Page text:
Throughout the pages of The Adventures of Huckleberry Finn, Huck
fights with two distinct voices. One is siding with popular opinion, saying Huck
should turn Jim in, and the other is realizing the wrong in turning his friend in, not
starts to get excited about the idea. Huck?s first objection to Jim is gaining his
most free-and who was to blame for it? Why, me. I could get that out of my
consciounce, no how nor no way.? I think that that was the popular opinion not his
Huck saw having a slave only as owning the person. Not actually being
a slave to someone. Therefore, when he helps Jim runaway it would be like stealing.
wrong to him and that he shouldn?t be doing anything wrong to her by helping Jim
escape. Miss Watson?s view is totally different from than Huck?s perspective. Huck
always disliked Miss Watson, but now that this society voice plays a part in Huck?s
judgment his views are changed. Society?s view allows Huck to see Jim, a friend,
only as a slave and Miss Watson, almost a foe in his young views, as a dear friend.
as well as his moral opinion to slavery. Twain wants the reader to see how slavery
changes people, even those who didn?t understand it fully. Twain wants the reader
that Twain viewed slavery as wrong, and he showed this threw the opinion of
Twain does not let the reader think badly of Huck for very long,
wants to go and turn Jim in, seeing the act as an obligation rather than a moral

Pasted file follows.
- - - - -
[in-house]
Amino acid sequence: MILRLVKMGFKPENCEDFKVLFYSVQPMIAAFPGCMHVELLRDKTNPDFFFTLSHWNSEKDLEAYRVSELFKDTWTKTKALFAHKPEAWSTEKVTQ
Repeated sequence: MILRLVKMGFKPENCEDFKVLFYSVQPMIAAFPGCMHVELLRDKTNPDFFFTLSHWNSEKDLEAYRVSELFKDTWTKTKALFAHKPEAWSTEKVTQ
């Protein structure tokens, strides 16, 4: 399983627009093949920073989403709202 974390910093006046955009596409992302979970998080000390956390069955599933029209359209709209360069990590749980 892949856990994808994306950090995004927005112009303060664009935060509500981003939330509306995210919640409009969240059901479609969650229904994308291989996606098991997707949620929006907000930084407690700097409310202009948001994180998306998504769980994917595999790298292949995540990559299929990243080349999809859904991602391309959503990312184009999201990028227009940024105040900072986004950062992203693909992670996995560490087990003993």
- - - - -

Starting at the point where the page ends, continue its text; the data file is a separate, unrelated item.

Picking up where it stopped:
dilemma. He says, ?Well, I just felt sick. But I says, I got to do it-I can?t get out of
it.? Twain wants the reader to see Huck?s change in judgment. The reader is able to
see Huck?s newfound reluctance, brought on by Jim?s words of appreciation. These
words bring Huck back to the realization that Jim is a friend, not property. And even
though Huck still consciously says he must turn in Jim, the reader does not believe
he will do it anymore.
Huck?s confrontation with the slave hunters and his scheme to protect
Jim prove the reader correct in his assumption. Evan if Huck does not know it he
decided to protect Jim at all costs. This is the second voice that Jim hears. This
voice tells him that, ??s?pose you?d a done right and give Jim up; would you felt
better than what you do now? Now, says I, I?d feel bad-I?d feel just the same way I
do now. Well, then, says I, what?s the use you learning to do right, when it?s
troublesome to do right and ain?t no trouble to do wrong, and the wages is just the
same?? Even though these are Huck?s thoughts, the reader knows this was Huck?s
mental battle before he decided to help Jim. Twain wants the reader to see how hard
it is to break out of society?s ideas, but someone has to be willing to do it. Twain
knows Huck will always choose Jim as ?handiest? now. Twain is telling the reader
to do what is ?handiest? but also to remember whom it affects, friend or foe?
Because, even above other peoples views they, should come friends.
morals were bold for his time and I respect him in the highest revere for his
very much hated.
with a very mature topic. I think it is a lesson that can be appreciated by all time